One of the problems with my storyboard that we were able to identify in our discussion was the distracting pattern on the mat. I will be sure to not use that as a background next time. Other common problems among the group was the quality of lighting and the consistency of orientations. I had my images in squares this time because I thought it looked neat on the storyboard but it is really not beneficial when moving into video because it has to be horizontal. Moreover, It is ideal that I shoot my video during the day so I could take advantage of the natural light.

For next time, I will be sure to shoot horizontally and try to do it during the day. I would also eliminate as much distraction as possible including the mat.


Shooting video is a whole different experience than shooting pictures. A lot more goes into the making of video: The steadiness of the camera, the transition, the audio, and the performance of the subject all play a huge role in filming. Similar to the last two projects we had, I do not have any experience working in the assigned medium, as I have not thought of video making in a design perspective. However, as I stumble my way through my first day of filming, I could see why design principles and skillset could be applied to filming. First of all, like any other type of design, filming an instructional video takes a lot of planning, researching, and even practicing. More importantly, filming challenges the film-makers’ ability to communicate, as I was constantly trying to convey my idea and instruction without the use of words through a screen.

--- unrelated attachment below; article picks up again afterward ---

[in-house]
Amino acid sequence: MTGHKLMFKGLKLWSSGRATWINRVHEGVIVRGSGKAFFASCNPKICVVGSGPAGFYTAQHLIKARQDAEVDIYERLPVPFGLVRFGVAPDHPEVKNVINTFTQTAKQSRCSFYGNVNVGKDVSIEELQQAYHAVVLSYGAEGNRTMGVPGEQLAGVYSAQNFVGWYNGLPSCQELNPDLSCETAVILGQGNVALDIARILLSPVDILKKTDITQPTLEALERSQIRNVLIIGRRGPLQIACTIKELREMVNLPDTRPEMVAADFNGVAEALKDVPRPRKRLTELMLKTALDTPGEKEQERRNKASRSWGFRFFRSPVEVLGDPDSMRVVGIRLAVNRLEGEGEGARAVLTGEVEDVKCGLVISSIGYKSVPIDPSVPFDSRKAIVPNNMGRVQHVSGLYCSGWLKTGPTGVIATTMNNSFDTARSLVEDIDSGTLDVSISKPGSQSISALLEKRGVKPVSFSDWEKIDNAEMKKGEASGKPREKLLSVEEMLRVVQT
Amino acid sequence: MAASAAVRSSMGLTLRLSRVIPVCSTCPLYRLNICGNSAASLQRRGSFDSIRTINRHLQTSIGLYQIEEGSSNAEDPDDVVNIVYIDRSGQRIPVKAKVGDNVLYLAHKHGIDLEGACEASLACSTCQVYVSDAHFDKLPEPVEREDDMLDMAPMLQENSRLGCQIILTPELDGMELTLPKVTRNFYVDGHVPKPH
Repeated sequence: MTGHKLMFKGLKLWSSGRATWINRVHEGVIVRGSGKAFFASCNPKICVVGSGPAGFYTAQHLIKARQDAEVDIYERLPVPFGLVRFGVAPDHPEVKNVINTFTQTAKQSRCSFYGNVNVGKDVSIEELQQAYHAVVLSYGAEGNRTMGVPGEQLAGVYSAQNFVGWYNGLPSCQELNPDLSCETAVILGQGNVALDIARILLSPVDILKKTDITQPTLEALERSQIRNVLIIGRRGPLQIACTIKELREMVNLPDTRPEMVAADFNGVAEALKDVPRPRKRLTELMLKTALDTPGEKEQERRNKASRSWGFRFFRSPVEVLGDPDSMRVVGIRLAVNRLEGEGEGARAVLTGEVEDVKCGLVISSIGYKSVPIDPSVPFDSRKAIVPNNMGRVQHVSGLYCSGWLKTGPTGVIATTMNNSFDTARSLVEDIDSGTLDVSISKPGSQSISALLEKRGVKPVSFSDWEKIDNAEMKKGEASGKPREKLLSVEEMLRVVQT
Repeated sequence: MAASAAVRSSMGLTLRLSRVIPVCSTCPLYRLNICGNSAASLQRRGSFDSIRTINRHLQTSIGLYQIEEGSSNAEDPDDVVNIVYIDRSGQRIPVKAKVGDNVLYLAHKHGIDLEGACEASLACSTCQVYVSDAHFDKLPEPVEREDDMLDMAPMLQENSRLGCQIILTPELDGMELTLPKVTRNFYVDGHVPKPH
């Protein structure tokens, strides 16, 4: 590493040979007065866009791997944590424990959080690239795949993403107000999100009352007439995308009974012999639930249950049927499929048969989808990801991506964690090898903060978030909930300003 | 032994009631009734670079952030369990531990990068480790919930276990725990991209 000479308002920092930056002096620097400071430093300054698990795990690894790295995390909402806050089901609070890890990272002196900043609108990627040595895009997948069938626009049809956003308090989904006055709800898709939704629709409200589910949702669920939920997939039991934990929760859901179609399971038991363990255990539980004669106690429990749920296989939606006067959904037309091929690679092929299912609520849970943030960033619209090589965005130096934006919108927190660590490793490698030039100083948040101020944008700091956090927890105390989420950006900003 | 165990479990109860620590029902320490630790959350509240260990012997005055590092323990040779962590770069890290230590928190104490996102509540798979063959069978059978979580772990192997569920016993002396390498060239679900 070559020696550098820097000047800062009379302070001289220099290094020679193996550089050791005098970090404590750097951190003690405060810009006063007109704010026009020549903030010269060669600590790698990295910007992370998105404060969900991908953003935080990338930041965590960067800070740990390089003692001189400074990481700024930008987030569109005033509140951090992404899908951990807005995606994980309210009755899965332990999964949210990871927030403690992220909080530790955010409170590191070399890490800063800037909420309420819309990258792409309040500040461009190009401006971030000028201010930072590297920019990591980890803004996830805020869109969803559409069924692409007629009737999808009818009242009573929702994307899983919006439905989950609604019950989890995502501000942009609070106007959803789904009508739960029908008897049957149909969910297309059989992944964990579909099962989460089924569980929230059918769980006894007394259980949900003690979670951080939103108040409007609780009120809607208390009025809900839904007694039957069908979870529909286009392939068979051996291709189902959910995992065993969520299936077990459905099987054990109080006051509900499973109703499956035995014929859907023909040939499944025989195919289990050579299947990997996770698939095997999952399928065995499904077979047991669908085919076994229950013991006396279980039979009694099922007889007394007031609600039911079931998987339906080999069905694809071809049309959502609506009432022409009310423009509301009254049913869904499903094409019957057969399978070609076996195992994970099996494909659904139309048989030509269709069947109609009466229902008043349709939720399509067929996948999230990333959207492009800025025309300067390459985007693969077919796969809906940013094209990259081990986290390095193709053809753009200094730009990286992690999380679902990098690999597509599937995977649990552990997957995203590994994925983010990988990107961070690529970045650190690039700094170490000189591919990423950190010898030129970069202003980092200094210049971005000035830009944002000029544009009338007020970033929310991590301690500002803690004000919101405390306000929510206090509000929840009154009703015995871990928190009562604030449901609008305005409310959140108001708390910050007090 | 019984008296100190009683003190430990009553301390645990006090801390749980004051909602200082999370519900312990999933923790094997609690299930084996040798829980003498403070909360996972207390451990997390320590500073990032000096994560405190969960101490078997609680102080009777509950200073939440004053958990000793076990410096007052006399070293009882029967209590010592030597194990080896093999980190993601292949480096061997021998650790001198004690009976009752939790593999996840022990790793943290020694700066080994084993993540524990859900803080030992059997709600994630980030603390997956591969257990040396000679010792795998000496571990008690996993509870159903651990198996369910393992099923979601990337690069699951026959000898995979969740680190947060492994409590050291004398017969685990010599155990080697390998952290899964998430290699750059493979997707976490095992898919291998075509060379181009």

I was the only one in my group who did not have a complete minute long video in class because I did not have any experience with video softwares. Instead, I posted 10 different clips for my group members to review. Similar to last time, our videos look pretty much the same with minor tweaks here and there. However, for me there were much to learn from everyone in my group. The first problem that we identified in mine and a few more our peers was that some of our video was not shot steadily. It is a big distraction and obstructs the communication of idea, so I’ve decided to purchase a tripod for my iPhone for my next attempt. Another problem was the length of my clips. While obviously, when i get to editing my video, I would modify the length of my clips, but my group members do have a point when they mention how some of the unimportant clips were unnecessarily long. Lastly, I really needed to learn using a film-editing software for my next video so I don’t have to upload my clips separately.